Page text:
Monthly Archives: April 2013

Random Take on Development #2


Common Measures…

A common (and legitimate) measure of development is how much of the things we need, we have.  Non-corrupt government.  Safe roads.  Clean water.  Medical facilities etc.  I think the amount of useless stuff we are surrounded by also tells a lot.  The more developed a country is, the more useless products they try to sell.  Seriously, who needs this?  What else are we told to consume in the name of boosting our GDP?



Random thoughts on development #1


Despite it all…

Despite all of the crimes, wars, environmental destruction, racism and gender inequality that we always hear about, the more I travel the world, the more I realize that this world is full of intelligent, peace-loving, love-loving people.  It’s just the few at the top that ruin it all for everyone.  But that’s probably the way it’s always been.  From before ancient Egypt, through the middle ages of Europe, and now.  Things never change.  Will they ever?  Is this the real meaning of development?

Another Sri Lankan First


මට රූපවාහින නැතිනිසා බරන්න බැහැ (කඳුළු)

Ants are amazing…


More Sri Lankan animal videos.  At anytime, I can count up to 3 different types of ants marching around somewhere in my house.  These little guys are always around.  I think they’ve actually made a colony inside the walls.  Disclaimer: the video may be a bit gross, but still pretty cool!


Garbage Patch


Why am I showing you a picture of a bag of trash?

This is my garbage out put for 20 days!  It’s mostly yogurt cups, juice concentrate bottles (glass) and some plastic bags  and paper.

Of course when I first moved here, I had lots more garbage.  Buying new things, not knowing which things had more unnecessary packing than others, buying the wrong things etc all created waste.  But over time, as I got more accustomed to life in Sri Lanka and the things that are sold here, I was able to slowly reduce my garbage output.  It took 6 months, but this is what nearly 3 weeks worth of garbage for me in Sri Lanka looks likes.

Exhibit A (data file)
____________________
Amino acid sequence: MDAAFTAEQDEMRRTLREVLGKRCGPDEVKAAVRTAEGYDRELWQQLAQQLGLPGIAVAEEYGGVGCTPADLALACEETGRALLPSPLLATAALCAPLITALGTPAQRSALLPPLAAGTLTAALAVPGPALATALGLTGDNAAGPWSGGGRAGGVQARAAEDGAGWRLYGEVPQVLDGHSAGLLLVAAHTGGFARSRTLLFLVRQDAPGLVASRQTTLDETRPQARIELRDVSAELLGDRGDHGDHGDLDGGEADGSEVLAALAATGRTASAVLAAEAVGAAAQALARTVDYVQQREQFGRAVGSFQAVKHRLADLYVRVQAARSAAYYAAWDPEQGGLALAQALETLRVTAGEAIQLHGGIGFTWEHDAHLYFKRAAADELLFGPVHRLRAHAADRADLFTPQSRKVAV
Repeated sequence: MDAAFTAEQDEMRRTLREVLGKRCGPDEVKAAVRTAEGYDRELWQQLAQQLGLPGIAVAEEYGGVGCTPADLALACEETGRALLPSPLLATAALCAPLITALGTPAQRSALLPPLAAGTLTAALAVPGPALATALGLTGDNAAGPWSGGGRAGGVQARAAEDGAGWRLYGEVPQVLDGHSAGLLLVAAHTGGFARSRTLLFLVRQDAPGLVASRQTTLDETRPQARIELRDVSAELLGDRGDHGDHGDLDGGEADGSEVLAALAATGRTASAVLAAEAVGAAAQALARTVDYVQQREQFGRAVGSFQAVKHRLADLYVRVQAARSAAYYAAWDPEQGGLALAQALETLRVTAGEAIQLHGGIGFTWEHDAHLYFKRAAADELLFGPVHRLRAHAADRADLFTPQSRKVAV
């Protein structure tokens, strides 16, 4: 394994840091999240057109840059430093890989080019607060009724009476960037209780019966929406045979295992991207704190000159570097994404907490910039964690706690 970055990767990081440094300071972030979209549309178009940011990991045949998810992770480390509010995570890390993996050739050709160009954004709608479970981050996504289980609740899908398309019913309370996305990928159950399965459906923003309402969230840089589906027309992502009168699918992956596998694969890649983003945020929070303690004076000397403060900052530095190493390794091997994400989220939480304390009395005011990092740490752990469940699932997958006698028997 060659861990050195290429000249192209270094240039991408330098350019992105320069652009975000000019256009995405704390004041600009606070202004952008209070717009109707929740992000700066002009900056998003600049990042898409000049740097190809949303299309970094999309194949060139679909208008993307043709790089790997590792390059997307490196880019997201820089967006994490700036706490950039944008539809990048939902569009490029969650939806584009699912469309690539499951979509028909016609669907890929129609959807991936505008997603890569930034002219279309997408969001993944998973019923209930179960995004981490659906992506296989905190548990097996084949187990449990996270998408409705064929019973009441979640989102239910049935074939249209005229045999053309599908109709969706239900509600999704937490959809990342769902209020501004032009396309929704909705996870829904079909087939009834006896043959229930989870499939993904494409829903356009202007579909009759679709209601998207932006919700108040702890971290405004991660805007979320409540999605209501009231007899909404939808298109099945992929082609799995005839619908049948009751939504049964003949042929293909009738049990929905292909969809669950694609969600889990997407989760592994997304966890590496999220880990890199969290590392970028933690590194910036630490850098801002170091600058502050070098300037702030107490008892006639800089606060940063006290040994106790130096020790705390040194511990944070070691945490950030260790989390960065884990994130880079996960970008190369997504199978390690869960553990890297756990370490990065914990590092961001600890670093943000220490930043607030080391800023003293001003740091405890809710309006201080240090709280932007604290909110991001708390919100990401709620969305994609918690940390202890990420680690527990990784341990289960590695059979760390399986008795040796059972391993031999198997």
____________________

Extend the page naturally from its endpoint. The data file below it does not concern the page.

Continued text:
Major contributors of volume reduction were

1) I learned to compose.   I got a pretty resilient compose bag now that can take most any kitchen scraps.

2) I learned how quickly things go bad.  At first I didn’t know, at it was quite different from Japan or the states, so a lot of food went bad before I could use it.  Now, I can plan according to how long things last and which foods go with what so I waste almost nothing!

3) I learned to avoid excessive packaging.  Even though you don’t eat or use useless packaging, you still pay for it.  Avoid it to save money, and the environment.

If you think about it, the only thing you actually by anew every single day is food.  Buy eggs in paper cartons, not plastic if you have the choice.  Don’t buy water if you don’t have to.  Buying smaller portions might reduce waste, but may increase packaging…that’s a tough one.  The point is, just pay attention to what you are buying.  Not just the product itself, but what it comes wrapped in and how you will dispose of it all when done.  It’ll go a long way in reducing waste.





1) コンポースト:生ごみはほとんどコンポーストに。ゴミの量を減らし、後で土に使える。

2) 食品の足の速さ:物がちがければ腐る早さも違った。最初は知らなくて結構ムダにしてた。それに慣れちゃってた部分もあったかな。でも今はどれくらい持つかとか、何と何がどの料理に使えるかなど分かって来たので食品のムダはほぼなくなった。

3) 包装を避ける:食べないし、使うもしないけど、お金はかかってる。避けて財布も環境も守る。